by Marcel Proust
a new translation by Lydia DavisCombray
"If my mother was an unfaithful reader she was also, in the case of books in which she found the inflection of true feeling, a wonderul reader for the respect and simplicity of her interpretation, the beauty and gentleness of the sound of her voice." (p 42)
The opening book of In Search of Lost Time is Swann's Way. It in turn is divided into three sections, the first being Combray. We enter the world of the narrator as a young boy when he is trying to sleep while being interrupted by his thoughts. It is these thoughts, described as "reflections on what I had just read" that engage us on the first page of this first section of the first of many volumes. The young boy gradually returns to sleep only to find himself dreaming of the origins of woman from the rib of the first man. It may be that this is one way to view the beginnings of Proust's long tale as the origin of the story of one man's life from the imagination of our narrator as he remembers the events of his life as a young boy at the village of Combray in the house of his Aunt Leonie with his parents.
Why is it that reading generates in the imagination of the young boy such strong reflections that they interrupt his sleep? One way to answer this is to look first at the mind from which the imagination emanates. It is a mind described thusly,
"And wasn't my mind also like another crib in the depths of which I felt I remained ensconced . . . When I saw an external object, my awareness that I was seeing it would remain between me and it, lining it with a thin spiritual border that prevented me from ever directly touching its substance; it would volatize in some way before I could make contact with it, just as an incandescent body brought near a wet object never touches its moisture because it is always preceded by a zone of evaporation." (p 85)
Marcel's mind (for Marcel is his name) is invigorated by his reading "from inside to outside, toward the discovery of the truth," reading that aroused his emotions as he experienced the dramatic events in the book. It is these emotions that bring with them an intensity that makes Marcel feel more alive than any other activity. He relates,
"And once the novelist has put us in that state, in which, as in all purely internal states, every emotion is multiplied tenfold, in which his book will disturb us as might a dream but a dream more lucid than those we have while sleeping and whose memory will last longer, then see how he provokes us within one hour all possible happiness and all possible unhappiness just a few of which we would spend years of our lives coming to know and the most intense of which would never be revealed to us because the slowness with which they occur prevents us from perceiving them" (p 87)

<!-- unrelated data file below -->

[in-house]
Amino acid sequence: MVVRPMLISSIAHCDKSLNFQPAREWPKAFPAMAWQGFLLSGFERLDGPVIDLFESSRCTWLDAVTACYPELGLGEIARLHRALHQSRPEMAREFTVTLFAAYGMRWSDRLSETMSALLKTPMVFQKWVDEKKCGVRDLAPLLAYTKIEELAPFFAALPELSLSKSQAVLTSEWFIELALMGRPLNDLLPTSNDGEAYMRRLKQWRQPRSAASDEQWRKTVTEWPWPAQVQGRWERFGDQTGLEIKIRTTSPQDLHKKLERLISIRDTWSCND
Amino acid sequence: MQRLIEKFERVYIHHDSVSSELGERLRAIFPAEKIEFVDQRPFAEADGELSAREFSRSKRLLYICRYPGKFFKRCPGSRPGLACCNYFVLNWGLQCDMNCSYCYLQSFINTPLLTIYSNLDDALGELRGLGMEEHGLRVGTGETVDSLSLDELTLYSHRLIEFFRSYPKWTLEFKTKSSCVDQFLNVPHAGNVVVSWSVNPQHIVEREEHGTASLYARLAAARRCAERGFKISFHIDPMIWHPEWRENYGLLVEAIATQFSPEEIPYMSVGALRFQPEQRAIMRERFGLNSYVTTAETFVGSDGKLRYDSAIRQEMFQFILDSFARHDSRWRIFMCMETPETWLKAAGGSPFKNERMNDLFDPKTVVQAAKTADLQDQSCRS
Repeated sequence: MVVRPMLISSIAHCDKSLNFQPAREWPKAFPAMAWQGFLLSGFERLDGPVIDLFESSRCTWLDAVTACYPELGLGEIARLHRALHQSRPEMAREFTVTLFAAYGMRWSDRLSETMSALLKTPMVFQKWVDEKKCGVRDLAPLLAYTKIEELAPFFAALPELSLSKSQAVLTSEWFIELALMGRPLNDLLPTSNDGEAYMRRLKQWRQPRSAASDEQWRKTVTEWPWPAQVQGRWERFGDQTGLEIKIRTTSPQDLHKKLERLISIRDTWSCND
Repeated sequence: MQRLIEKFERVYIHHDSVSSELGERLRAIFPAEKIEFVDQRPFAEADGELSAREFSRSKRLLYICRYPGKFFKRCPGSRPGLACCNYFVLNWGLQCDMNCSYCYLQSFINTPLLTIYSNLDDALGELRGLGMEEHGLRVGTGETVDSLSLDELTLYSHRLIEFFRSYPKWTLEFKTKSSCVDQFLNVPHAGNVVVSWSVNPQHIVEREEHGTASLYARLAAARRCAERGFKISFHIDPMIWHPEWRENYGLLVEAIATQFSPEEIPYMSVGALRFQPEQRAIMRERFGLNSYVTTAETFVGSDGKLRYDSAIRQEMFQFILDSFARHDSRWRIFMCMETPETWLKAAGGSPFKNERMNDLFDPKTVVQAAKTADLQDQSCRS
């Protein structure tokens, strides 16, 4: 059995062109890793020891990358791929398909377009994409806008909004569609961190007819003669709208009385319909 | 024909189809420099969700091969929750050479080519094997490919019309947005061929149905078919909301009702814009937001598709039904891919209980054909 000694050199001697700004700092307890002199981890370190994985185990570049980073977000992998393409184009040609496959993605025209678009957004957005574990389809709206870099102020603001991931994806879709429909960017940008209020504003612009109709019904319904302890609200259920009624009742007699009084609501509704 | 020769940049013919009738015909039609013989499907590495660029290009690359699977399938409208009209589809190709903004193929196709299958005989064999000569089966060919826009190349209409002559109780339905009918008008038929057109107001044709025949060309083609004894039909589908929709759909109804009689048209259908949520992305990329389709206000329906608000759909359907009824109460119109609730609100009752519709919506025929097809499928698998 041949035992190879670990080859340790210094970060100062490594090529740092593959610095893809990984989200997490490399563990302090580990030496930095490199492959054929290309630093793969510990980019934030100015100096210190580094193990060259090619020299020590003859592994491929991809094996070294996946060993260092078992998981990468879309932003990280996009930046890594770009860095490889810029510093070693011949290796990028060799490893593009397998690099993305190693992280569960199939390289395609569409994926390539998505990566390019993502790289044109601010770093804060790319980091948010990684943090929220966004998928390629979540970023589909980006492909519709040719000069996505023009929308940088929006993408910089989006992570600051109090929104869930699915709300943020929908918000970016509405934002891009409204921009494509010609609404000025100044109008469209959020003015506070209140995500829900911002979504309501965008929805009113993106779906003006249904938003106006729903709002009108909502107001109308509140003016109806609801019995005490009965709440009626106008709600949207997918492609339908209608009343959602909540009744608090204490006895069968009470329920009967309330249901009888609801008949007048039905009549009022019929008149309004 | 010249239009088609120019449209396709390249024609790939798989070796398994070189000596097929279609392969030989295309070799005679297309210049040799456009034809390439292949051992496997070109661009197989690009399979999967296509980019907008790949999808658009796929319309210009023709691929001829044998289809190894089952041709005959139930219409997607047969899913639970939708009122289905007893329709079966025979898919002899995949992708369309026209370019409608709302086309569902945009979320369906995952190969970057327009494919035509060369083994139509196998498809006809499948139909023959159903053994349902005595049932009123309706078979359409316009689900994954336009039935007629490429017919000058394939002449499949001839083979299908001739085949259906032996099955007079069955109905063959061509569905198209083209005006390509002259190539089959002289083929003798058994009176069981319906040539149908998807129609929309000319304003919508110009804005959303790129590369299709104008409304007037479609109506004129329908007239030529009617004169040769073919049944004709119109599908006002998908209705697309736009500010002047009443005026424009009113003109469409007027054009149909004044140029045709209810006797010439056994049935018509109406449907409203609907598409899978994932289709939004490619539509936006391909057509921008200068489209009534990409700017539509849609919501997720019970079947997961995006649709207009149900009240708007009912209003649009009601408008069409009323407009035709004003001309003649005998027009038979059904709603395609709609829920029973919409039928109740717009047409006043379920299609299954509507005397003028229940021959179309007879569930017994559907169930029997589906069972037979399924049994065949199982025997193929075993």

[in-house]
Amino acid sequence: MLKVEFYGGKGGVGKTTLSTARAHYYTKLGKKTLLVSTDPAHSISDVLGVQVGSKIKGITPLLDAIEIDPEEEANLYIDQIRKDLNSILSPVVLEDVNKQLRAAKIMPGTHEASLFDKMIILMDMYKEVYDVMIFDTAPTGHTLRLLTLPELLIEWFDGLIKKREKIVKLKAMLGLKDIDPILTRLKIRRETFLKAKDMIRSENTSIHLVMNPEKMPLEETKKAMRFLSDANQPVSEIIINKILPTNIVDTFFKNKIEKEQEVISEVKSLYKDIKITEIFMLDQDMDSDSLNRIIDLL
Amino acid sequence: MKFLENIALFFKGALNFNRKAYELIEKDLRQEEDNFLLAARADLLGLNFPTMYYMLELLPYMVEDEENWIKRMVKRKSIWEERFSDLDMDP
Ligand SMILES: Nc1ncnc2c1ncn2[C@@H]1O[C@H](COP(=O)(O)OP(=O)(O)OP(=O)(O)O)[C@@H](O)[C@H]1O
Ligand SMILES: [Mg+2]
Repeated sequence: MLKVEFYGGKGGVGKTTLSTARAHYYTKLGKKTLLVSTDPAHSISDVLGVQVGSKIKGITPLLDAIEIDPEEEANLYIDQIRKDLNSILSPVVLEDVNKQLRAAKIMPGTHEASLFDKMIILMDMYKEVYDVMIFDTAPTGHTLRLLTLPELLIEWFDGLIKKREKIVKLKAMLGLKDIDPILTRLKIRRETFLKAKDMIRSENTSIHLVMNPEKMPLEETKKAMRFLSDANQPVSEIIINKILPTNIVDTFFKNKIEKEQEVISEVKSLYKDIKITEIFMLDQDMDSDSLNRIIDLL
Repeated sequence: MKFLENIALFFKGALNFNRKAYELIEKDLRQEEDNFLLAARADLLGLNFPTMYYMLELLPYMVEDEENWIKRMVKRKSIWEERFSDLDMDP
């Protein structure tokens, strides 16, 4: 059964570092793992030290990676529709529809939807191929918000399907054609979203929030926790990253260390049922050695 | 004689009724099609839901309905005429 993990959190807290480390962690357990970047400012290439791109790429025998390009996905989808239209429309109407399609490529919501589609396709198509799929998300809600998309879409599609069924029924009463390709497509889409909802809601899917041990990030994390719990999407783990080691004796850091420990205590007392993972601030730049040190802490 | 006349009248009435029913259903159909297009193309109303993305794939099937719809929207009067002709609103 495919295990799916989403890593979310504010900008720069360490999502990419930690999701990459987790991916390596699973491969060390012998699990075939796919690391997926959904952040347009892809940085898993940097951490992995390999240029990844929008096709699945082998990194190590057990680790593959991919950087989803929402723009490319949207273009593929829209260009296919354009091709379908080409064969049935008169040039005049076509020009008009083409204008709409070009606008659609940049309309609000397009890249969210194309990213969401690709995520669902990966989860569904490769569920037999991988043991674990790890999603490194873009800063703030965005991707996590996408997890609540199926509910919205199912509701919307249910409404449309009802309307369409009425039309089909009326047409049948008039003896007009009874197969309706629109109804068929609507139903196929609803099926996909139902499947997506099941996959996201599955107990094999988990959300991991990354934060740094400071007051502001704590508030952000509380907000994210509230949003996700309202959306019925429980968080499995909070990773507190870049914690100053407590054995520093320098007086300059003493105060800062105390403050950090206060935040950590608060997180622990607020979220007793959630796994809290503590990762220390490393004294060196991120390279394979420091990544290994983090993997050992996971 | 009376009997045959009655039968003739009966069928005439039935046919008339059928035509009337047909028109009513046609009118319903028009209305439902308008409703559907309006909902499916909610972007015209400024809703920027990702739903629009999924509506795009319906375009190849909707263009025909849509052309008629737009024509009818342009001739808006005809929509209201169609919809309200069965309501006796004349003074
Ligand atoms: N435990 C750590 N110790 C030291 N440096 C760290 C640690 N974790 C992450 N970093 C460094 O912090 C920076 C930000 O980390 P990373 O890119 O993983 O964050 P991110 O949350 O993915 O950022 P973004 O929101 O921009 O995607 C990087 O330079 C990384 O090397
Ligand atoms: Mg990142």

It is not only reading that defines young Marcel, but also his relationships with people around him, not only his mother and aunt, but others including the faithful servant Francoise, the wealthy Jewish neighbor Swann, also Legrandin and Bloch who are introduced to him at Combray. Bloch is interesting in part because he introduces Marcel to the writing of Bergotte. It is Bergotte who above all others entrances the young boy.
"In the first few days, like a melody with which one will become infatuated but which one cannot yet make out, what I was to love so much in his style was not apparent to me. I could no put down the novel of his that I was reading, but thought I was interested only in the subject, as during that first period of love when you go to meet a woman every day at some gathering, some entertainment, thinking you are drawn to it by its pleasures. Then I noticed the rare, almost archaic expressions he liked to use at certain moments, when a hidden wave of harmony, an inner prelude, would heighten his style; and it was also at theses moments that he would speak of the "vain dream of life," the "inexhaustible torrent of beautiful appearance," the "moving effigies that forever ennoble the venerable and charming facades of our cathedrals," that he expressed an entire philosophy, new to me, through marvelous images" (pp 95-96)
Reading Bergotte yields a "joy" within Marcel that allowed him to experience "a deeper, vaster, more unified region" of himself. It is through such experiences of reading and the resulting flights of imagination that the reader is introduced to the book that to be read and understood must yield similar emotions for the reader. Yet it is not only reading that thrills Marcel in Proust's story but also, as can be seen from the description of Bergotte's novel, music and its even stronger impact on his imagination.
Swann's Way by Marcel Proust, trans. by Lydia Davis. Viking Press, 2003.